School of The Haunted River, The

1 September 2023

The School of the Haunted River
by Colleen Gerwing
Published by Endless Sky Books
Review by Shelley A. Leedahl
$24.99 ISBN 9781989398869

What a surprise. It’s poetic, actually. During my Saskatoon years, each time I’d launch a book, an affable but unassuming woman I knew only by sight would attend and we’d make minimal small talk while she had her copy signed. I moved. Several years passed. I never thought of her again.

Last week a newly-released autobiographical novel arrived in the mail. The School of the Haunted River concerns outdoorswoman Jay, who takes her college-aged niece, Dilly, on a two-week snowshoeing and camping trip in northern Saskatchewan. I flipped to the author bio and photo before beginning the novel, and there she was, Colleen Gerwing, the woman who’d attended all of my Saskatoon launches. I never even knew she was writing. And I certainly never knew she’d died in 2021; this sad fact made reading her fine stories-within-a-story even more bittersweet.

In her “real” life, Gerwing, I learned, grew up on a farm near Lake Lenore, SK, and her love of adventure was evident from childhood. In 1977 she hitchhiked to the National Outdoor Leadership School in Wyoming, and later worked for the Parks Service (mostly in Prince Albert National Park), ran Wilderness Trips for Women, and shared her zest for outdoor life via the Saskatoon Boys and Girls Club. Canoeing, snowshoeing, winter camping … these were her passions. Apparently documenting her adventures was a passion, too.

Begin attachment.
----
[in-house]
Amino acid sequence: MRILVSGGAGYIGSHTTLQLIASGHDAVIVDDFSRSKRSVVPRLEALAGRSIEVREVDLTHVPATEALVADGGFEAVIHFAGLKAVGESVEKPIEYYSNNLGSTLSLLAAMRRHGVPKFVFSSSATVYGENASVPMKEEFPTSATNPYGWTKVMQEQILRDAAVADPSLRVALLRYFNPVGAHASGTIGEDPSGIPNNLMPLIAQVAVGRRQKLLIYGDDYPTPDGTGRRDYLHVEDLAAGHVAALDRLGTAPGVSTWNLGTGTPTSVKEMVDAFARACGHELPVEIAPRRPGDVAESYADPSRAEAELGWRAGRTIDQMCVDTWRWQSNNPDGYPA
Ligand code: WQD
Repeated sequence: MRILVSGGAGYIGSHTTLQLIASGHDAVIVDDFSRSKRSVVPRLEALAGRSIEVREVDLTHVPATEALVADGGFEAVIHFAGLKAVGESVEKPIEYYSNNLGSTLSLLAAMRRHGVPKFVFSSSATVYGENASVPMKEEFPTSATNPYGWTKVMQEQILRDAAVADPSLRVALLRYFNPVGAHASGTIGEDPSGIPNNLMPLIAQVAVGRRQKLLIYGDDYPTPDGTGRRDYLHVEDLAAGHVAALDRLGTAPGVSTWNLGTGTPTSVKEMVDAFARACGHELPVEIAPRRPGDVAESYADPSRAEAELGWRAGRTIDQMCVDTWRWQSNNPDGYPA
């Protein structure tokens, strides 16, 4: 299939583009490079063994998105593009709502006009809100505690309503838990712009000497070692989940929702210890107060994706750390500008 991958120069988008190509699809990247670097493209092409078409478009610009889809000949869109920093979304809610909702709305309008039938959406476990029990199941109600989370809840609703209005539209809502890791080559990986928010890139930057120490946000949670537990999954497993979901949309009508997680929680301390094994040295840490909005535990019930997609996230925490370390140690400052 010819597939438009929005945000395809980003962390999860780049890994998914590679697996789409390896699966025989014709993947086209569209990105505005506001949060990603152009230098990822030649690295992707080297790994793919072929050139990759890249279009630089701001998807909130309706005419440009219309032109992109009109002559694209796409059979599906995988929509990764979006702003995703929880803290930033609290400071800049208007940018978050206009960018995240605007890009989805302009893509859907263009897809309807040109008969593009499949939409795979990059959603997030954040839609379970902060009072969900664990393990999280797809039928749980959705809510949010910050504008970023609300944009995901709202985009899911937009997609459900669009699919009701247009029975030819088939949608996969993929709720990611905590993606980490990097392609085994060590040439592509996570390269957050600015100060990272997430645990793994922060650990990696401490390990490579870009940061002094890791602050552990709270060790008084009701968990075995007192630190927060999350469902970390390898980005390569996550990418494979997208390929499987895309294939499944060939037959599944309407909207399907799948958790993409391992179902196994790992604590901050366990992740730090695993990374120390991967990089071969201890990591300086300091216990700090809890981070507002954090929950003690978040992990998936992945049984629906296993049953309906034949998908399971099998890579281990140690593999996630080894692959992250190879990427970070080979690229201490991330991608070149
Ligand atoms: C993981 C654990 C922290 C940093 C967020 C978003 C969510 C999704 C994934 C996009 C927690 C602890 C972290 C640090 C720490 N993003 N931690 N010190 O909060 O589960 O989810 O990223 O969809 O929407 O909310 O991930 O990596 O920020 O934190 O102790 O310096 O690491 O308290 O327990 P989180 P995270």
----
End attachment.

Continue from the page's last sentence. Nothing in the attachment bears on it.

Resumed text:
In this reflective novel—the author’s cover painting of a canoeist in the boreal forest demonstrates that Gerwing was also a talented artist—the snowshoeing trip provides the frame from which Jay shares stories about her earlier canoeing adventures during the grueling, solo, five-month canoe trip that was part of her Outdoor School experience. “̒I was dropped off by plane in a remote area,’” she begins, revealing that the earlier expedition was near where the aunt and niece are now snowshoeing.

Jay’s solo canoe expedition began at the Saskquatsch Annie River, northwest of La Ronge, and she was to travel in a circular route, ending at Silver Feather Lake. Packrider “Cowboy” dropped provisions along the route every few weeks. The first night, ice and snow still on the ground, Jay slept beneath her sleek canoe: “̒ … in my sleeping bag, I squirmed like a big grub in a cocoon under trillions of stars in trillions of galaxies with unfathomable empty space between. I was nothing. And that made me feel like everything.’”

All the wildlife encounters, weather woes, a “̒scourge of mosquitoes,’” portage and river challenges, and the hunger one would expect from an extended, solitary canoe journey are here, but it’s the revelations about self and humanity that raise this book to a higher level. Gerwing ingeniously weaves her engaging life-story into an adventure novel and fills it with life lessons and poetic gems, like “̒Sunrise is a wordless poem,’” “̒Gratitude is a moving target,’” and “̒I could’ve left, but somebody had to look for stars in the sky.’”

Thank you, Colleen Gerwing, for transporting us to your sanctuary. Rest well now.


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